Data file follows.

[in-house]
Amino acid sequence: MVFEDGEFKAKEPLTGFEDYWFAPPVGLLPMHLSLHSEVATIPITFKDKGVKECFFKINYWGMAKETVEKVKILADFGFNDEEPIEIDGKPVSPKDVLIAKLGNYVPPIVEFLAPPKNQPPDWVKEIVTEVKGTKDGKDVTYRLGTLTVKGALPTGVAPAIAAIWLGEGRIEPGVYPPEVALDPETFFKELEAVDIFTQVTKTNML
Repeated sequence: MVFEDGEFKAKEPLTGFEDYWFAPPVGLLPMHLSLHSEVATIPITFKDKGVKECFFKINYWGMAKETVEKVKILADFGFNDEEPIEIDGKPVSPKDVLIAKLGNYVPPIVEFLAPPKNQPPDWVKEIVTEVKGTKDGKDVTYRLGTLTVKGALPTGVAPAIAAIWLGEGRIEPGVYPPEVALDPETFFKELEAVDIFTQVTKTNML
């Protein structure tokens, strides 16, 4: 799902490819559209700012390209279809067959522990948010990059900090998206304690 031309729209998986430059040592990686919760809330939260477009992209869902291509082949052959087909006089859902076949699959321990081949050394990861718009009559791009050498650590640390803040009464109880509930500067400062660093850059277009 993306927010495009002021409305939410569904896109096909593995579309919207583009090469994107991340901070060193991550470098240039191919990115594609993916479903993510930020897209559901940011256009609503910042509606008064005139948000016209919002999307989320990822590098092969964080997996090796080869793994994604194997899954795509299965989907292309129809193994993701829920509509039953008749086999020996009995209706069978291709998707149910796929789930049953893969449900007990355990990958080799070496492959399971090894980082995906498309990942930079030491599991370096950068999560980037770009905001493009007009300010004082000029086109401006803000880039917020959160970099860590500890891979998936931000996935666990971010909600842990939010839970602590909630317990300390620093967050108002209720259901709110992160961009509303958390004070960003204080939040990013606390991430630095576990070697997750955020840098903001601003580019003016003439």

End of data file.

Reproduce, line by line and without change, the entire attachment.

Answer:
[in-house]
Amino acid sequence: MVFEDGEFKAKEPLTGFEDYWFAPPVGLLPMHLSLHSEVATIPITFKDKGVKECFFKINYWGMAKETVEKVKILADFGFNDEEPIEIDGKPVSPKDVLIAKLGNYVPPIVEFLAPPKNQPPDWVKEIVTEVKGTKDGKDVTYRLGTLTVKGALPTGVAPAIAAIWLGEGRIEPGVYPPEVALDPETFFKELEAVDIFTQVTKTNML
Repeated sequence: MVFEDGEFKAKEPLTGFEDYWFAPPVGLLPMHLSLHSEVATIPITFKDKGVKECFFKINYWGMAKETVEKVKILADFGFNDEEPIEIDGKPVSPKDVLIAKLGNYVPPIVEFLAPPKNQPPDWVKEIVTEVKGTKDGKDVTYRLGTLTVKGALPTGVAPAIAAIWLGEGRIEPGVYPPEVALDPETFFKELEAVDIFTQVTKTNML
């Protein structure tokens, strides 16, 4: 799902490819559209700012390209279809067959522990948010990059900090998206304690 031309729209998986430059040592990686919760809330939260477009992209869902291509082949052959087909006089859902076949699959321990081949050394990861718009009559791009050498650590640390803040009464109880509930500067400062660093850059277009 993306927010495009002021409305939410569904896109096909593995579309919207583009090469994107991340901070060193991550470098240039191919990115594609993916479903993510930020897209559901940011256009609503910042509606008064005139948000016209919002999307989320990822590098092969964080997996090796080869793994994604194997899954795509299965989907292309129809193994993701829920509509039953008749086999020996009995209706069978291709998707149910796929789930049953893969449900007990355990990958080799070496492959399971090894980082995906498309990942930079030491599991370096950068999560980037770009905001493009007009300010004082000029086109401006803000880039917020959160970099860590500890891979998936931000996935666990971010909600842990939010839970602590909630317990300390620093967050108002209720259901709110992160961009509303958390004070960003204080939040990013606390991430630095576990070697997750955020840098903001601003580019003016003439």